A lesson in vision and patience: The well-kept secret of Russian community foundations 
Tuesday, March 5, 2019
Wendy Richardson

Celebrating 20 years of community foundations in Russia

I had never heard of community foundations until I worked in Russia. It was May 1998, and I was starting a new job in Moscow as the co-director of CAF Russia, the independently-minded branch of the UK charity, the Charities Aid Foundation. I was sitting across the table from Olga Alexeeva, my fellow co-director, and she drew a picture of a three-legged stool on a paper between us. The community foundation was the stool, she explained, its legs representing the state, the private sector and civil society respectively. All quite simple and obvious perhaps, but at the time not even a decade had passed since the breakup of the Soviet Union and this was cutting-edge thinking.


Design rather than mimicry

In the 1990s, Russia was going through both turbulent and exciting times. It was in the throes of a transition from communist rule to democracy, from a centrally planned economy to a market based one. The very idea of “community” was open to new interpretation – a place and people, yes, but also a space in which the newly minted civic and private sectors bumped up not only against each other but also the weakened Russian state. New rules for engagement were needed, and the multi-stakeholder governance structure of the community foundation concept offered a compelling institutional design that required leaders from all three sectors to set aside their own parochial interests and come together in pursuit of the larger collective good.

Larisa Avrorina: community foundation "network weaver" at CAF RussiaAs the global community philanthropy movement has emerged and evolved over the past two decades, it has been accompaneid by an increased understanding of the limitations of earlier narratives that saw the community foundation as an “American idea that went global.” While that is certainly part of the story, it is not the full one. Not only can it mean that long-established traditions and cultures of giving and self-help being overlooked, but it also underplays the importance of strong and visionary leadership in not just adopting a model but rather producing something new that is inspired and shaped by both external inputs and local realities. This being Russia, a sardonic humour and a deep resistance to being "taught" by outsiders characterized the community foundation development process from the start. But it was also accompanied by a clear understanding among those who led the effort to develop community foundations in Russia that they would only work if they were designed for and adapted to both what was a unique current environment and an uncertain future. Russian community foundations would need to look and feel Russian and they would need to bring in local people and local resources from the start.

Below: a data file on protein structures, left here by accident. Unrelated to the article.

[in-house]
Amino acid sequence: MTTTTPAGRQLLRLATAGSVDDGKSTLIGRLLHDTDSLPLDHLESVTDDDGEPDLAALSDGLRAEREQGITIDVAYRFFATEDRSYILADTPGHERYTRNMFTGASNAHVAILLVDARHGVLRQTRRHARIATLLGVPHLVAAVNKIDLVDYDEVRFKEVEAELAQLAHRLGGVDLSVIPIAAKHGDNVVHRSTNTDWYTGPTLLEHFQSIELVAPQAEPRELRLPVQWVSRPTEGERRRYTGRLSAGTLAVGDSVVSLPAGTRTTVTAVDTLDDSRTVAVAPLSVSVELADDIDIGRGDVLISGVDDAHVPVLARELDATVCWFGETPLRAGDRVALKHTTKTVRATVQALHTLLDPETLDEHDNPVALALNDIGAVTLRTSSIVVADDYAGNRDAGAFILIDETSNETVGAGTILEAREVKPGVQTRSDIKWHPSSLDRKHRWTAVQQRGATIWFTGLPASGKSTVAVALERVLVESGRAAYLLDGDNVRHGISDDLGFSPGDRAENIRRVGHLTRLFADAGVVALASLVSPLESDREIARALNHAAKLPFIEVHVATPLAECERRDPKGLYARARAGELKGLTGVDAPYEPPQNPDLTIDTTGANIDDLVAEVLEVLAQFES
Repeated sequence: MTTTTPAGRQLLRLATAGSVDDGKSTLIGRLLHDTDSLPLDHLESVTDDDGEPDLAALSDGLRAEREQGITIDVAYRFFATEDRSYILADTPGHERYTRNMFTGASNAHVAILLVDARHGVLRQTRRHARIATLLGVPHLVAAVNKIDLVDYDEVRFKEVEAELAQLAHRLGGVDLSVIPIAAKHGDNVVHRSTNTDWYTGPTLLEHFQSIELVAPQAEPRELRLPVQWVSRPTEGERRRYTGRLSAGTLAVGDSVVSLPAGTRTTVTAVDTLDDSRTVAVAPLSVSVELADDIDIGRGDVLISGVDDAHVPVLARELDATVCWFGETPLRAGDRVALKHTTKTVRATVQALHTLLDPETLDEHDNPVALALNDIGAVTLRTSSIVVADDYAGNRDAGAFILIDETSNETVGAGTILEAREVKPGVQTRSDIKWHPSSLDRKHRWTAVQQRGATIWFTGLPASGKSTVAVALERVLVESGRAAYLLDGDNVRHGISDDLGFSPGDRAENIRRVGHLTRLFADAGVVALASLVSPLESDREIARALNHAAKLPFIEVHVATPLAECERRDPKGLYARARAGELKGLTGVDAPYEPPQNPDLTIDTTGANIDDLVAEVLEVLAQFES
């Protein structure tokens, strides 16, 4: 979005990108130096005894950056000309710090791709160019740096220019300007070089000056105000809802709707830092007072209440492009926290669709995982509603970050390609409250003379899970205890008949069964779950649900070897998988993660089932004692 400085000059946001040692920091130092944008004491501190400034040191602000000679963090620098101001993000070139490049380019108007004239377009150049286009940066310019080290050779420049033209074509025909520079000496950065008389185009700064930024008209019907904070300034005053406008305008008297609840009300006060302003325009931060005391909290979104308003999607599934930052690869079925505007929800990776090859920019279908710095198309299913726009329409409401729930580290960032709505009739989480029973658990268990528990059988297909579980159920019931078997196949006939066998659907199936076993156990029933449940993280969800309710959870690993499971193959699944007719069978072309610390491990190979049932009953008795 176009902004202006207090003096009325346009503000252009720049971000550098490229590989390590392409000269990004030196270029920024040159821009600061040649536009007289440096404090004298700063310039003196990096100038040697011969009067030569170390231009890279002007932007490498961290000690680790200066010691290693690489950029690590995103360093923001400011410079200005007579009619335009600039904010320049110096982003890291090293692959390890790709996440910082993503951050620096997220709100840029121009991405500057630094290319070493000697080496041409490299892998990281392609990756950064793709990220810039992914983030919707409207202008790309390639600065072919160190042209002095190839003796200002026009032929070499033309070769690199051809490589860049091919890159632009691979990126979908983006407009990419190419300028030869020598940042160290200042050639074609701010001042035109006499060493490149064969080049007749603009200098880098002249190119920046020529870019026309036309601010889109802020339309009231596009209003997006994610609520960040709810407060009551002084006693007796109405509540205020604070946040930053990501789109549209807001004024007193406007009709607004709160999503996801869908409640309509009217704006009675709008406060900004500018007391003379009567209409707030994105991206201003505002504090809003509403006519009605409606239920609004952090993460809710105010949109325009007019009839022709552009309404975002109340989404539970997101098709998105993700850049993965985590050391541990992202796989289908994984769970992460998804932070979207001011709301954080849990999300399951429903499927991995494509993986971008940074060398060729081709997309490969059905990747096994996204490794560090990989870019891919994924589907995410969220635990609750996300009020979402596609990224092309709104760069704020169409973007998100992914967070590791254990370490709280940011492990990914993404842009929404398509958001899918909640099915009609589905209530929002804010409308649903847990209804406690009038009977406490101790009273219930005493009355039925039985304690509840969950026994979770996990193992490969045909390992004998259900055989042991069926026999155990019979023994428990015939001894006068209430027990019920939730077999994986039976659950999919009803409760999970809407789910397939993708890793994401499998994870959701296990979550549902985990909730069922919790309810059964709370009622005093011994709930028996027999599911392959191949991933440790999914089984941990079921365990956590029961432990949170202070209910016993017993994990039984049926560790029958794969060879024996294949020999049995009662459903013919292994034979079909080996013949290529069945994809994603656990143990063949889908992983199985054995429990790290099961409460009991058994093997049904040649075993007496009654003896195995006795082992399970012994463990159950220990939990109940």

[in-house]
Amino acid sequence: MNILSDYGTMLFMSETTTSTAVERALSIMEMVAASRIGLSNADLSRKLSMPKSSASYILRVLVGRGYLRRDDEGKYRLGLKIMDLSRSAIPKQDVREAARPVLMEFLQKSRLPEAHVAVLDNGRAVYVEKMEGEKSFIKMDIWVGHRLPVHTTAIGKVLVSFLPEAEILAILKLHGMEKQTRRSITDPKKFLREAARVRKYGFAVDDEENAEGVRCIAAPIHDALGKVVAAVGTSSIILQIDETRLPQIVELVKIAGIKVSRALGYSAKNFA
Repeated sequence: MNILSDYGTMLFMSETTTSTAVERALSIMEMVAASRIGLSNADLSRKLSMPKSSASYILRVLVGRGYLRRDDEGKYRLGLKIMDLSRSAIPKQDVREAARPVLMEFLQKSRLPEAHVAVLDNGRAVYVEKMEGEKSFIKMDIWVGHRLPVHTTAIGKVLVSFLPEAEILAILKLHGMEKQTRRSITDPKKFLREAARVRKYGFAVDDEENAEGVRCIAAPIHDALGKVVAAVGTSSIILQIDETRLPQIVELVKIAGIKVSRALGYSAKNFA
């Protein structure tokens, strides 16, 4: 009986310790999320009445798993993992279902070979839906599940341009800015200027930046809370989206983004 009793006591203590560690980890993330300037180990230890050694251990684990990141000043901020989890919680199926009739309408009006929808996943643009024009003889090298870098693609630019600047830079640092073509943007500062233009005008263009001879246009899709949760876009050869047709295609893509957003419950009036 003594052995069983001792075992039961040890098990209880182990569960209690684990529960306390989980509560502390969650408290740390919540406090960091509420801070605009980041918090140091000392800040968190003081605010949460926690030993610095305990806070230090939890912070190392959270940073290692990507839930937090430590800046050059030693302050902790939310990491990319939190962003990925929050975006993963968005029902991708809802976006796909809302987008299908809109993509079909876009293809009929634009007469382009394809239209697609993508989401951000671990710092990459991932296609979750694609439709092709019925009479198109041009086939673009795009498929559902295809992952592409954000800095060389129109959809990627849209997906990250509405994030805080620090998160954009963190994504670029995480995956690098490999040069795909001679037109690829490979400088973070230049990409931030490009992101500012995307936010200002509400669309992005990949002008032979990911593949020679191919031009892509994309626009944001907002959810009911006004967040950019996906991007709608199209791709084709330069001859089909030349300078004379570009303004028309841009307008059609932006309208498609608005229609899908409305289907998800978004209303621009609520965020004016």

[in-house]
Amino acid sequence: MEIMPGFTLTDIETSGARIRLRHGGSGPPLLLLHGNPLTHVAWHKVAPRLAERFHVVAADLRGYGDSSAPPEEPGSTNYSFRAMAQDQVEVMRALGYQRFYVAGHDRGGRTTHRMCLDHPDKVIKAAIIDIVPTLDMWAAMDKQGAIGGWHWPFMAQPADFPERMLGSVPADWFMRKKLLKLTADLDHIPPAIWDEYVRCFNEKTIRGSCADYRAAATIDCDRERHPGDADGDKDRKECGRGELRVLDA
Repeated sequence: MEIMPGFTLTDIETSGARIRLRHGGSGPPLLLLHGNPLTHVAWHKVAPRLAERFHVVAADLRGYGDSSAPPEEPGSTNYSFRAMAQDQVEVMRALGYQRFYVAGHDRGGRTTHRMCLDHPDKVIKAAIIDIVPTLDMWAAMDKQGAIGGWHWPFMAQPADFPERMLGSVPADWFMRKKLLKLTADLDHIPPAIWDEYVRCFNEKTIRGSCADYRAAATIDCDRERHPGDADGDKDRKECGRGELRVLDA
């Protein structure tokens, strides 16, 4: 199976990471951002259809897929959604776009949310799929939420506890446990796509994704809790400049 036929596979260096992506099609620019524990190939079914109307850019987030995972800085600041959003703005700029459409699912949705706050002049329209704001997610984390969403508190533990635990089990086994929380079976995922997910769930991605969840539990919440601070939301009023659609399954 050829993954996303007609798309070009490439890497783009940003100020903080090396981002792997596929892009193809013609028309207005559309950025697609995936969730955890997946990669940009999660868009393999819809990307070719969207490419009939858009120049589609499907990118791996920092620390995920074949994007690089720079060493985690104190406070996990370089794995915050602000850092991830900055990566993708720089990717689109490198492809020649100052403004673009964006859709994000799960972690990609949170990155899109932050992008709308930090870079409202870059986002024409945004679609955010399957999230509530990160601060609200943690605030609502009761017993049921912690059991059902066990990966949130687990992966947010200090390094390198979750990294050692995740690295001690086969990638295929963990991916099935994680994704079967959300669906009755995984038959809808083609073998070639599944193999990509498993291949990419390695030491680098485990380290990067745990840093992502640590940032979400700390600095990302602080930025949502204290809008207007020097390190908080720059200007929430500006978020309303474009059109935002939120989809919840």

The first community foundation was established back in 1998 in Togliatti, a city in the Volga region named after an Italian communist, and home to Russia’s largest car manufacturer, and was quickly followed by others. There are now some seventy community foundations across the country, big and small, operating in urban and rural settings, all building philanthropy at the local level and all supporting community initiatives through small grants and other kinds of supports.


More haste, less speed?

In recent years, the climate for civil society has become increasingly challenging for civil society in Russia. The 2012 “foreign agent” law is one of many disincentives for NGOs to work on anything that does not align with the “national interest” and it is also among the growing instances of restrictions on civil society globally, particularly those working on human rights and social justice issues.

This global contraction of civic space has also started to prompt a growing realization among funders that perhaps they were also unwittingly contributors to the situation, both globally and specifically in Russia. Was there too much investment in creating organizations that looked and sounded like the donors who funded them, rather than the people they were meant to serve? Did the emphasis on professionalized civil society come at the cost of neglecting the development of grassroots NGOs that had their own base of public support? 

Cheers to 20 years! With Maria Chertok, CAF Russia (L) & Jenny Hodgson


A celebration and lots of possibilities

Earlier this month, CAF Russia celebrated twenty years of Russian community foundations at a Forum on Community Philanthropy which I was fortunate enough to attend. It was held at the fabulous Blagosfera centre in Moscow and brought together community foundation practitioners from across the country: the original, now very established, trailblazers from Togliatti, Tuymen, Penza and Perm etc. as well as new and emerging initiatives from remote and isolated rural communities looking to community philanthropy as a set of organizing principles for re-igniting the flame of community where it has perhaps faded.

Several things struck me over the course of the two-day event, which moved between the sharing of hard skills (including workshops on giving circles, annual talent shows and community plays and GivingTuesday) and the shared vision of a bright future.

Participants get down to the "nitty gritty" of their work


By: Jenny Hodgson, GFCF Executive Director

Read the 2017 CAF Russia report “When size matters: The phenomenon of community foundations in small towns and rural areas of Russia, or have a look at the poster on the topic which was displayed at the Global Summit on Community Philanthropy.

Article originally appeared on Global Fund for Community Foundations (http://www.globalfundcommunityfoundations.org/).
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